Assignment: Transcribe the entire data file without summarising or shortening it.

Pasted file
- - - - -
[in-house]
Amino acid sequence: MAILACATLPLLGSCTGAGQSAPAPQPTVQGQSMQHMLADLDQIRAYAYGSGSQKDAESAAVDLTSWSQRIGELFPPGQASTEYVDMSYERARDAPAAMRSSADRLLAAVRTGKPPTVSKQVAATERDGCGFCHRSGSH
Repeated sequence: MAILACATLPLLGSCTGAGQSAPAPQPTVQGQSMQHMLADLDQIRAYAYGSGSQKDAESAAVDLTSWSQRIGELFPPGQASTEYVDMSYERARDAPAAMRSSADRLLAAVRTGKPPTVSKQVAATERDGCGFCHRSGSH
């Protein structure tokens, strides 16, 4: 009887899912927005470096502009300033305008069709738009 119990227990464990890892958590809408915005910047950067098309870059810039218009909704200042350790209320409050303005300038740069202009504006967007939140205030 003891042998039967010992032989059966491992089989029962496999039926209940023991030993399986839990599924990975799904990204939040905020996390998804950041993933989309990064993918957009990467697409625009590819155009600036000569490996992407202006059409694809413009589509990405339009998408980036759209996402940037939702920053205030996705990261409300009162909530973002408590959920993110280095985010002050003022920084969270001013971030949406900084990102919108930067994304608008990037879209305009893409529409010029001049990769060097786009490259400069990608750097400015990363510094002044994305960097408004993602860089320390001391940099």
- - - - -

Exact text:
[in-house]
Amino acid sequence: MAILACATLPLLGSCTGAGQSAPAPQPTVQGQSMQHMLADLDQIRAYAYGSGSQKDAESAAVDLTSWSQRIGELFPPGQASTEYVDMSYERARDAPAAMRSSADRLLAAVRTGKPPTVSKQVAATERDGCGFCHRSGSH
Repeated sequence: MAILACATLPLLGSCTGAGQSAPAPQPTVQGQSMQHMLADLDQIRAYAYGSGSQKDAESAAVDLTSWSQRIGELFPPGQASTEYVDMSYERARDAPAAMRSSADRLLAAVRTGKPPTVSKQVAATERDGCGFCHRSGSH
């Protein structure tokens, strides 16, 4: 009887899912927005470096502009300033305008069709738009 119990227990464990890892958590809408915005910047950067098309870059810039218009909704200042350790209320409050303005300038740069202009504006967007939140205030 003891042998039967010992032989059966491992089989029962496999039926209940023991030993399986839990599924990975799904990204939040905020996390998804950041993933989309990064993918957009990467697409625009590819155009600036000569490996992407202006059409694809413009589509990405339009998408980036759209996402940037939702920053205030996705990261409300009162909530973002408590959920993110280095985010002050003022920084969270001013971030949406900084990102919108930067994304608008990037879209305009893409529409010029001049990769060097786009490259400069990608750097400015990363510094002044994305960097408004993602860089320390001391940099």